In the meantime, I have been scoping out bikes since my arrival in Thailand, where they play a much different function than in the US. Scooters occupy the vast segment of the transportation market here, with Yamaha and Honda dominating and Kawasaki and Suzuki coming in a distant third. Much like other second and third world countries, Thais use the scooter for daily commutes, for family outings, and for hauling.
 I don't have a good photo of a 5 aboard because that is a rare sight, but 4 aboard is not uncommon for short trips, say to the night market, and three aboard is almost as prevalent as mangy dogs.
When there is a rider with a helmet, it is inevitably the driver and never the innocent passengers. Probably the law but it hardly seems fair given their lack of ability to control their destiny. This particular scooter is in great shape and the family look to be well off. Jeans are expensive here and even acceptable as garb at nicer parties for adults.
All kinds of other businesses use them for deliveries, so one sees them loaded down precariously on occasion. Here is the regular post guy with his bags. This is almost identical to the scooter I took a photo of in Cozumel some eight years ago. I get to work at NongYaSai school on a scooter just like this three days a week, piloted by my friend Snooker. It will do 45mph or so comfortably with the two of us and my backpack. There are other skinnier scooters, usually much louder and putting out gobs of oil smoke, which leads me to believe they are 2 cycle engines. Many of these are clearly hopped up and I have seen them scream by at 65 or so. Looking at their narrow wheels, I wonder how stable they feel at this rate of travel. Naturally, I have been toying with the idea of becoming motorcycle mobile, and every scooter and beyond catches my eye.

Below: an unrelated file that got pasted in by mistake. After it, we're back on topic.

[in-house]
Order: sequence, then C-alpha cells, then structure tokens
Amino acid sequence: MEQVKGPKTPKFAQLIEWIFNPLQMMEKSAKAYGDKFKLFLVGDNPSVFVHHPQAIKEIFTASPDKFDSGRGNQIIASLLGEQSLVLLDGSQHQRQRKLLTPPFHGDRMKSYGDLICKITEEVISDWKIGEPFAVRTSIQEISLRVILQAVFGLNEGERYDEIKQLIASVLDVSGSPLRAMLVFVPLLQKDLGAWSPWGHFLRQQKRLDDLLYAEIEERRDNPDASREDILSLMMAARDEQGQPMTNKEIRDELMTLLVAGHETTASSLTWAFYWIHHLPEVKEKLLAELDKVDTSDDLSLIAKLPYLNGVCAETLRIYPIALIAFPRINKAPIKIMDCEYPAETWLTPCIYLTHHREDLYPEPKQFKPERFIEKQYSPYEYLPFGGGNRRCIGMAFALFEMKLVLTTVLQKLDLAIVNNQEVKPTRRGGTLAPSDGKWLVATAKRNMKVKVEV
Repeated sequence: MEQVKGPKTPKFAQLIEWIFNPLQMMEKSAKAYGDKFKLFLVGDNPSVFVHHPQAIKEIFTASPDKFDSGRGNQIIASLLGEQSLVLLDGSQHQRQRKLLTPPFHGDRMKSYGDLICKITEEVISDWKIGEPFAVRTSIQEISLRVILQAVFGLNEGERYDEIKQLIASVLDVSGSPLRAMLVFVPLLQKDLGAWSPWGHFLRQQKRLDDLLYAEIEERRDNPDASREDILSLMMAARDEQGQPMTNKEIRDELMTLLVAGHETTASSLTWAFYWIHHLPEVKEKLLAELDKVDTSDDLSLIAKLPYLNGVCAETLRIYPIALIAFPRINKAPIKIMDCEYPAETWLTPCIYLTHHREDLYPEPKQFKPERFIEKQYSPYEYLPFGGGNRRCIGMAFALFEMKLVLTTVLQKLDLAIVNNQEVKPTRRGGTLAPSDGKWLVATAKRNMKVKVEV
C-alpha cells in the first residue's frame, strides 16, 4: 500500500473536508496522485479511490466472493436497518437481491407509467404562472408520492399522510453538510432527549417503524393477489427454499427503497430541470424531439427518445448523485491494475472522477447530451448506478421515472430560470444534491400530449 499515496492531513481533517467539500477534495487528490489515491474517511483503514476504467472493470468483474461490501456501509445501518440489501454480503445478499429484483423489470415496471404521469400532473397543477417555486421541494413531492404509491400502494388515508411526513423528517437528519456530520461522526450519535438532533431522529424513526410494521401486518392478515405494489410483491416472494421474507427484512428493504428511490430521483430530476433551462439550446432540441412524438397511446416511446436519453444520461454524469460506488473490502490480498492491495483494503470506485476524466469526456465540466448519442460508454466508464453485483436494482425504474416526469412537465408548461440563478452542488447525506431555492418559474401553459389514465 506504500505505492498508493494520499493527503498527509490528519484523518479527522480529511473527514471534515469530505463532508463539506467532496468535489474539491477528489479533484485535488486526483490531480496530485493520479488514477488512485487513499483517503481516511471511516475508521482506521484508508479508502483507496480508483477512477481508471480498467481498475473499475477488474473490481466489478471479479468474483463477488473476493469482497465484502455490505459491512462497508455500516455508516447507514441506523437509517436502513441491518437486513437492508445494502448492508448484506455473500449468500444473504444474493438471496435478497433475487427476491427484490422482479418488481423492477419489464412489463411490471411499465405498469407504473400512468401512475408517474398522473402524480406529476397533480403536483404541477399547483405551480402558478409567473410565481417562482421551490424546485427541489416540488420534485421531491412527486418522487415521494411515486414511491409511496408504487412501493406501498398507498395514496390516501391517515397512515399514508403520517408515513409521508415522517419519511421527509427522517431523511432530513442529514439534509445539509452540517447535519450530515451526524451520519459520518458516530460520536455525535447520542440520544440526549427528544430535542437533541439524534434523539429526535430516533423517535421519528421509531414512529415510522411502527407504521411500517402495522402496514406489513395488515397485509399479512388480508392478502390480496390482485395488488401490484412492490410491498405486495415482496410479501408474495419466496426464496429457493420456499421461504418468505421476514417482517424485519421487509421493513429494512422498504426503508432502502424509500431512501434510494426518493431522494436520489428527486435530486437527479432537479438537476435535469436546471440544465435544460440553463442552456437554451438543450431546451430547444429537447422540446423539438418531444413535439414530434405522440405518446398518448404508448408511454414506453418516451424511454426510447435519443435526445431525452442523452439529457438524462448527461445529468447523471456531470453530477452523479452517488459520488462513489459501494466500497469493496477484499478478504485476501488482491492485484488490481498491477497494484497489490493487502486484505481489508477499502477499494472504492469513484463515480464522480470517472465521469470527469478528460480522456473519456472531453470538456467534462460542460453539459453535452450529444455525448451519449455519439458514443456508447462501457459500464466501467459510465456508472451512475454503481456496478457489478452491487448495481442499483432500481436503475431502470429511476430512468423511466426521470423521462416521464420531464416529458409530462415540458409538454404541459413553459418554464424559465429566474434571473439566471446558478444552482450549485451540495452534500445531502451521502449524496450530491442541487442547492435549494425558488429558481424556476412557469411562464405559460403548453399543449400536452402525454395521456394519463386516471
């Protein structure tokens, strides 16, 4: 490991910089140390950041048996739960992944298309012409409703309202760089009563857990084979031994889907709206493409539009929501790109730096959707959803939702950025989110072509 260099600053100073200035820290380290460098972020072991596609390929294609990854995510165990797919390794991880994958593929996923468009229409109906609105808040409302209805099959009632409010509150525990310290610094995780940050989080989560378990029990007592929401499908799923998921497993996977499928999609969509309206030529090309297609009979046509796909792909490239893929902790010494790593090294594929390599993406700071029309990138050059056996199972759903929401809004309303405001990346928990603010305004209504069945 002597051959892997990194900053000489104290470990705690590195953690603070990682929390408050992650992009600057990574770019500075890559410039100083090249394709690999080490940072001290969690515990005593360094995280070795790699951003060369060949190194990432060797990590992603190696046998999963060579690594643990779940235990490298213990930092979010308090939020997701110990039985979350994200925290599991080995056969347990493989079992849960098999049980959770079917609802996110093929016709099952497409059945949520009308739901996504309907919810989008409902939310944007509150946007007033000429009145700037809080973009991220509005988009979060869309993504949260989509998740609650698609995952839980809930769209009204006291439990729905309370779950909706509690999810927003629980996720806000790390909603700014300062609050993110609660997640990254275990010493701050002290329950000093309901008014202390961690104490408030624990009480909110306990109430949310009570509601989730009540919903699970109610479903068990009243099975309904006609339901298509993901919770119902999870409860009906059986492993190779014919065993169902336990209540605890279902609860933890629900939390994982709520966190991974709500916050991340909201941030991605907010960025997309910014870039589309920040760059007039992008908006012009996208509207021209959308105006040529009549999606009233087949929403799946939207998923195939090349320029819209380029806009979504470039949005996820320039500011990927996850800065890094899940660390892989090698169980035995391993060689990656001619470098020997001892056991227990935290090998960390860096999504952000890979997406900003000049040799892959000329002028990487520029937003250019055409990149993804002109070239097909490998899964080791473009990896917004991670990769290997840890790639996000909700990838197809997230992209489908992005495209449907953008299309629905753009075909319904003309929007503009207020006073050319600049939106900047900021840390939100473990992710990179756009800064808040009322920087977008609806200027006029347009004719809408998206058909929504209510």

I first started getting serious when this gang of Harleys rolled into NKP. I was sitting in the cafe behind them, having one of the few available american coffees when twenty or so parked right there. One of their number was an ex-pat brit (the only one not on a Harley - Yamaha R1). We bonded discussing my Triumph and our mutual disdain for Milwaulkee Iron (Quietly and politely since all his friends were riding them). In my dream world, I would go right out and find a nice 650 dual purpose bike or 750 or larger road bike, but they actually cost more here than in the states. My whopping budget is $800- $1200 including insurance. Beyond this, the first hurdle was a license, for although many riders clearly do not possess them ( I have seen riders as young as 9 or 10 riding) I felt if something does happen I preferably wanted to stay out of jail. I thought I had taken care of that with an international license I received in Maine before I left, which clearly lists Thailand as a participating country, but the reality on the ground is trickier. Online the information said that Thailand honored these for 90 days and after that a Thai one was necessary. It did say that by having the international version I would be spared a written test, but that I would have to go for a drive. My policeman friend Rambo really wasn't sure it was good at all, but he agreed to take me to a nearby city to the motor vehicles. Then it turned out that one of the teachers at Thai Samakee has a daughter who works in the bureau right in NKP. I was given a list of what I needed (a health certificate- had to go back to the hospital again for a second one- letters of reference from both of my schools, and my Maine driving license). None of it corresponded to the online requirements, but with a connection in hand I wasn't going to raise questions. I went with my director, handed over my paperwork (I actually brought the international one and it was rebuffed without comment), had my photo taken, and voila- I was a legal motorcycle driver for one year. Oddly, I am not allowed to drive cars - that is issued as a wholly separate card. I thought I told my Paaw Aw that I wanted both, but thanks to our "Tenglish" issues, we left without it. I didn't feel like I should push it since we took most of the school day to get the one.